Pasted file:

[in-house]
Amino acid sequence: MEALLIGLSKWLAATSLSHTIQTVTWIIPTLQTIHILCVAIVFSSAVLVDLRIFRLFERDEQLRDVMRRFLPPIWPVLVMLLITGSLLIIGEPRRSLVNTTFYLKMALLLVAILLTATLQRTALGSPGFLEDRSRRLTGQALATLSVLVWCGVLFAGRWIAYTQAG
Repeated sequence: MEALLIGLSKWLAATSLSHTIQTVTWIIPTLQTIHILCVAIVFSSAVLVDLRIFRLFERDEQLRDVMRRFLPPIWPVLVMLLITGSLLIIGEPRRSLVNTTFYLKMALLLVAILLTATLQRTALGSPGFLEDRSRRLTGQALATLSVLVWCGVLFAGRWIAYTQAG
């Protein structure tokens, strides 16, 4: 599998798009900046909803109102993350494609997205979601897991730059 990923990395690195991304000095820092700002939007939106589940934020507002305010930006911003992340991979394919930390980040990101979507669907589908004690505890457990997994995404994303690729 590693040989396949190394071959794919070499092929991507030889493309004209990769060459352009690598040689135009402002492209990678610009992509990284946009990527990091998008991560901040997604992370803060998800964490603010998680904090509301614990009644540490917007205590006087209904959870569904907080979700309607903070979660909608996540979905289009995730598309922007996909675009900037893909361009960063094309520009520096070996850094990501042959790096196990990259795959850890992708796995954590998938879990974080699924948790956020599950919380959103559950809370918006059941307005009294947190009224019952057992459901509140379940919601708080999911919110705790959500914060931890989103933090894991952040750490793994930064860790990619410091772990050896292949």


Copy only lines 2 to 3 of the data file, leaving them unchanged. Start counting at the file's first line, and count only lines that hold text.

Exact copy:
Amino acid sequence: MEALLIGLSKWLAATSLSHTIQTVTWIIPTLQTIHILCVAIVFSSAVLVDLRIFRLFERDEQLRDVMRRFLPPIWPVLVMLLITGSLLIIGEPRRSLVNTTFYLKMALLLVAILLTATLQRTALGSPGFLEDRSRRLTGQALATLSVLVWCGVLFAGRWIAYTQAG
Repeated sequence: MEALLIGLSKWLAATSLSHTIQTVTWIIPTLQTIHILCVAIVFSSAVLVDLRIFRLFERDEQLRDVMRRFLPPIWPVLVMLLITGSLLIIGEPRRSLVNTTFYLKMALLLVAILLTATLQRTALGSPGFLEDRSRRLTGQALATLSVLVWCGVLFAGRWIAYTQAG